Each person’s body is an incredible organism, capable of myriad impressive feats—if we so allow, that is. Unfortunately, because the human body is all about adaptation, it quickly deteriorates when neglected. But the counter to that is we have a lot of control over how healthy our bodies are, and that opportunity should not be taken for granted.
Below are seven simple things that can all become habits. Pick one or two, and repeat them often and consistently for a month straight. Around then, they’ll become a natural part of your day/week. Then start adding more. Most take only a few minutes, so there’s no excuse to skip any.
Strong hands and shoulders with full ranges of motion are important foundations for anyone who wants to follow a proper training program. So do this: hang from any pull-up bar with your hands slightly wider than your shoulders.
Perform three to five sets until failure to reap several benefits, including increased grip strength, enhanced shoulder and rotator cuff health, and spinal decompression. It’s a highly functional stretch that also builds real strength—now that’s a win-win. Rest 1-2 minutes between sets.
Tight hips are an increasingly common issue among today’s ever-sitting population. And that can cause a host of additional problems, including lower back pain, poor posture, and a shocking inability to hold a deep squat—once a natural and oft-used position by our ancestors. This lack of mobility does not bode well for heavy squats at the gym.
Aim to hold the deepest squat you can while being as relaxed as possible. If you need support to go low while stretching this way, grab a table leg with your hands to balance. Start with 20-30 seconds for a set. Add 10 seconds each day, working your way up to three minutes. Perform one set when you wake up and one set before you sleep.
Up to three-quarters of people in North America are chronically dehydrated. We are consuming enough liquid, but too much of it contains caffeine or alcohol, and our diets have become higher in sodium in recent decades. Dehydration’s negative side effects include fatigue, foggy memory, and irritability. And the old adage is usually true: if you’re thirsty, you’re already dehydrated.
After sleep, you’re almost certainly in a state of at least minor dehydration. Caffeine has benefits but your morning coffee isn’t helping replenish your system with the right fluid. Therefore, the best thing you can do for yourself upon waking is to take in a nice, tall glass of water. From there on, sip water throughout the day. Having some before meals can help you feel fuller faster.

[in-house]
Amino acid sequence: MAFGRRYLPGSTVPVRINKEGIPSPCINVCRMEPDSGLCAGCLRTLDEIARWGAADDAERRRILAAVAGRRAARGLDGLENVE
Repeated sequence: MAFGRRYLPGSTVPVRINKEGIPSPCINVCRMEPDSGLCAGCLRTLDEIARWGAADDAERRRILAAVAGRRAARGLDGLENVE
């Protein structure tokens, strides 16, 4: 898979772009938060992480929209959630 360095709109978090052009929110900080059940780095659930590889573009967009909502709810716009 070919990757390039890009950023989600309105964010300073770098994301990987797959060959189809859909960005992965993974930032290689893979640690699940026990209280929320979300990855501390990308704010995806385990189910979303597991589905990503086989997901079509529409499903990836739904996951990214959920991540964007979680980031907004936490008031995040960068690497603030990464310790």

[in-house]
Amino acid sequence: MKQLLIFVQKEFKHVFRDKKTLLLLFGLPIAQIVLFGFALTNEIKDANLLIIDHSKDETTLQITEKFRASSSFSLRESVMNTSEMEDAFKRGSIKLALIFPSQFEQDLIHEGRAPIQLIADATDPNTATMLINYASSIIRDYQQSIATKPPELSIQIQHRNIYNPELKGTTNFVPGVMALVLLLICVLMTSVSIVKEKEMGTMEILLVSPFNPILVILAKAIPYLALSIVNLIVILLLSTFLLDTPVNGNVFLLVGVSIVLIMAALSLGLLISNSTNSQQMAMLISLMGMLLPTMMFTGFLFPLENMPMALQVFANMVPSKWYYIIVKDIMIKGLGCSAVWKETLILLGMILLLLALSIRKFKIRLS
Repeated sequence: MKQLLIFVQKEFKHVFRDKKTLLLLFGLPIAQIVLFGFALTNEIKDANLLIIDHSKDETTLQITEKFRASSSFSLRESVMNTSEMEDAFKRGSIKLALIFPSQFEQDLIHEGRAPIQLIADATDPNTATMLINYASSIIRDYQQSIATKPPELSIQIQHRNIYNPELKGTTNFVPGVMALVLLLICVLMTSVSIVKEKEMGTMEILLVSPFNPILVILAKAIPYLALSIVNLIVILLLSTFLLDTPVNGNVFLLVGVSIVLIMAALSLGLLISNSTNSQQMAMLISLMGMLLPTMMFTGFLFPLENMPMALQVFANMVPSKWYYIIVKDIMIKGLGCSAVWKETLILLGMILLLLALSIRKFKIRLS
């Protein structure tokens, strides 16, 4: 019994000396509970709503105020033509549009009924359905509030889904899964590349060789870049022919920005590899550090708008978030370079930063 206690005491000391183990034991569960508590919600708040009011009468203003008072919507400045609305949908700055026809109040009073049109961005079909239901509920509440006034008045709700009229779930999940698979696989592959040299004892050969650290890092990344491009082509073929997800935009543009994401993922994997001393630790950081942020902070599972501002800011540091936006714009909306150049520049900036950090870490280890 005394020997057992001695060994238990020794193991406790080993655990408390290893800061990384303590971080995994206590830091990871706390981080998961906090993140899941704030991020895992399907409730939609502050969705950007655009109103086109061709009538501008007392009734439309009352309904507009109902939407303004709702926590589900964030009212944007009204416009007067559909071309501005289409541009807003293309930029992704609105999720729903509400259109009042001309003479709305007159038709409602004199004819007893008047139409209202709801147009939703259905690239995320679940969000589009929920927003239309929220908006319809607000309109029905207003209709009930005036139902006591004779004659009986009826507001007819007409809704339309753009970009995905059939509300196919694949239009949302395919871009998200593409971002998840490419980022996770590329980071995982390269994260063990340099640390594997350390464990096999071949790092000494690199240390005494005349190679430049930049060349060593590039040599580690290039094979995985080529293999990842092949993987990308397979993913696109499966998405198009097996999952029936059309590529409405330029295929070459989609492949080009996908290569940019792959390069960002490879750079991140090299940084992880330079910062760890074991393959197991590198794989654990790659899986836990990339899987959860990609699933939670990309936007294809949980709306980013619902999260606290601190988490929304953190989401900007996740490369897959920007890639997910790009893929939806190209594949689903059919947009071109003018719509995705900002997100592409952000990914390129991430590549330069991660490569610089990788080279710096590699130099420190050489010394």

Stand Up and Move
We all know that sitting is bad for us. A sedentary lifestyle, often led by 9-to-5 desk jobs, has major implications on weight, cardio, and metabolism, among other aspects of health. And physical exercise is unable to negate the negative impact extended periods of sitting inflicts on our bodies (and mind!), reports James Hamblin in The Atlantic.
Research confirms a sedentary lifestyle is correlated with higher incidences of obesity, cardiovascular disease, diabetes, and cancer. Sitting triggers all manner of serious, long-term impacts: bad posture by causing anterior pelvic tilt, poor hip mobility, and a slower metabolism.
Standing is better than sitting. Movement is better still. Standing, at least, keeps your muscles active and your metabolism revved, burning anywhere from 25 to 50 calories hourly versus sitting. Stand up and stretch for at least couple of minutes each and every single hour while sitting, lying down, or otherwise sedentary.
Several recently published books, including The Nature Fix by Florence Williams, make strong cases for nature as our ideal gym. They cite studies which point to the benefits of training outside: better mood, clearer mind, more creative thinking. This means you may enjoy your workout more and add more variety to your routine.
There’s also evidence that the effects of performing physical activity in nature can trigger positive mood swings that can last for days, so you can enjoy recovery day more too. Consider trail running, hiking, or mountain biking regularly.
Use a Foam Roller—And a Ball
Foam rolling, also known as fascia training, is essentially like performing a self-massage. A foam roller is ideal for sweeping big muscles like the quads and hamstrings, while a lacrosse ball or similar can work wonders on the feet and neck.
Newbies can start with something soft but everyone should graduate to hard materials—some discomfort is necessary to gain the benefits of self-myofascial release, which includes more relaxed and loose muscles, as well as improved blood flow, which aids recovery.
Include rolling as part of your warm-up, cool down, or perform the activity on its own.
Elevate Your Heart Rate
You don’t need to workout every day. But just because you aren’t in the gym, doesn’t mean you shouldn’t get the heart pumping. The heart will welcome the work, in exchange providing you with cardiovascular health and lower risk of major health concerns like cancer and stroke.
You have plenty of options: taking the stairs whenever possible, jogging instead of walking with your dog, getting friends together for flag football, dancing vigorously in your apartment—you get the idea. Anything beats something, and that’s a fact.